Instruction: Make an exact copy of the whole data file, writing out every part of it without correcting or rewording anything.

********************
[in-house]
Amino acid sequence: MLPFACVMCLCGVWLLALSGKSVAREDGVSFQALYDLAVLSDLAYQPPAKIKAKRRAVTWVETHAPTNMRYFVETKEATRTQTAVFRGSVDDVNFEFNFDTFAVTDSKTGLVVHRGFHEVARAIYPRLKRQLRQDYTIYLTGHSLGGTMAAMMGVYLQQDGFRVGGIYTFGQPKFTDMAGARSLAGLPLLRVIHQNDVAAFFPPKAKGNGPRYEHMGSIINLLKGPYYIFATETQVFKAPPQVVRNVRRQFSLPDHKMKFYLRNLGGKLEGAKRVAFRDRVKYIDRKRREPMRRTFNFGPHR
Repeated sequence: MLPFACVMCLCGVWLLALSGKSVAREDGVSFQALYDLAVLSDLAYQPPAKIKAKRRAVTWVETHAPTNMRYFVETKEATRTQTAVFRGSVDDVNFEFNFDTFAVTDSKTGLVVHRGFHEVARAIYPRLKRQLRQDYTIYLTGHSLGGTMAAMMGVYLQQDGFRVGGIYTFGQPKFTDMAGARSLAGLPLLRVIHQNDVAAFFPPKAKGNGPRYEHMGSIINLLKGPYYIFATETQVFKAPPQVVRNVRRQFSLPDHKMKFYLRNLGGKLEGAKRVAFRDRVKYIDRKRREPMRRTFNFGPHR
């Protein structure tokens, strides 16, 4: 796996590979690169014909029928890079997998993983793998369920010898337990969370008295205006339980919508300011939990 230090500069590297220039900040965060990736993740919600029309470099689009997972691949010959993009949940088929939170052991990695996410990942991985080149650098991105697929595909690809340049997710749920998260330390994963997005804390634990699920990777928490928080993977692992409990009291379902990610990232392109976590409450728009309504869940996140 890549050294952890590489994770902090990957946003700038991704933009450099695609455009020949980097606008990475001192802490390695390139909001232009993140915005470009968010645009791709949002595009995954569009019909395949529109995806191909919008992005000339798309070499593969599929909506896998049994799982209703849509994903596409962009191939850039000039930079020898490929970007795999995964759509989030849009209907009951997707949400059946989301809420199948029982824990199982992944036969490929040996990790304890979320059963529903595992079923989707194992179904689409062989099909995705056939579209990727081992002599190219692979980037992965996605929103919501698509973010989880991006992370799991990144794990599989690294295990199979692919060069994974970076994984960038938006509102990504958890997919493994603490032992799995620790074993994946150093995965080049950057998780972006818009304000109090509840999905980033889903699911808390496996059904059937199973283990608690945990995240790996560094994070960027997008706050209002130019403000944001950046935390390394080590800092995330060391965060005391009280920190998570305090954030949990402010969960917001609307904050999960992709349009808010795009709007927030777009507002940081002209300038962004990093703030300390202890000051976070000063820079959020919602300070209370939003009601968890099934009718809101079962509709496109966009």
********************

[in-house]
Amino acid sequence: MLPFACVMCLCGVWLLALSGKSVAREDGVSFQALYDLAVLSDLAYQPPAKIKAKRRAVTWVETHAPTNMRYFVETKEATRTQTAVFRGSVDDVNFEFNFDTFAVTDSKTGLVVHRGFHEVARAIYPRLKRQLRQDYTIYLTGHSLGGTMAAMMGVYLQQDGFRVGGIYTFGQPKFTDMAGARSLAGLPLLRVIHQNDVAAFFPPKAKGNGPRYEHMGSIINLLKGPYYIFATETQVFKAPPQVVRNVRRQFSLPDHKMKFYLRNLGGKLEGAKRVAFRDRVKYIDRKRREPMRRTFNFGPHR
Repeated sequence: MLPFACVMCLCGVWLLALSGKSVAREDGVSFQALYDLAVLSDLAYQPPAKIKAKRRAVTWVETHAPTNMRYFVETKEATRTQTAVFRGSVDDVNFEFNFDTFAVTDSKTGLVVHRGFHEVARAIYPRLKRQLRQDYTIYLTGHSLGGTMAAMMGVYLQQDGFRVGGIYTFGQPKFTDMAGARSLAGLPLLRVIHQNDVAAFFPPKAKGNGPRYEHMGSIINLLKGPYYIFATETQVFKAPPQVVRNVRRQFSLPDHKMKFYLRNLGGKLEGAKRVAFRDRVKYIDRKRREPMRRTFNFGPHR
């Protein structure tokens, strides 16, 4: 796996590979690169014909029928890079997998993983793998369920010898337990969370008295205006339980919508300011939990 230090500069590297220039900040965060990736993740919600029309470099689009997972691949010959993009949940088929939170052991990695996410990942991985080149650098991105697929595909690809340049997710749920998260330390994963997005804390634990699920990777928490928080993977692992409990009291379902990610990232392109976590409450728009309504869940996140 890549050294952890590489994770902090990957946003700038991704933009450099695609455009020949980097606008990475001192802490390695390139909001232009993140915005470009968010645009791709949002595009995954569009019909395949529109995806191909919008992005000339798309070499593969599929909506896998049994799982209703849509994903596409962009191939850039000039930079020898490929970007795999995964759509989030849009209907009951997707949400059946989301809420199948029982824990199982992944036969490929040996990790304890979320059963529903595992079923989707194992179904689409062989099909995705056939579209990727081992002599190219692979980037992965996605929103919501698509973010989880991006992370799991990144794990599989690294295990199979692919060069994974970076994984960038938006509102990504958890997919493994603490032992799995620790074993994946150093995965080049950057998780972006818009304000109090509840999905980033889903699911808390496996059904059937199973283990608690945990995240790996560094994070960027997008706050209002130019403000944001950046935390390394080590800092995330060391965060005391009280920190998570305090954030949990402010969960917001609307904050999960992709349009808010795009709007927030777009507002940081002209300038962004990093703030300390202890000051976070000063820079959020919602300070209370939003009601968890099934009718809101079962509709496109966009």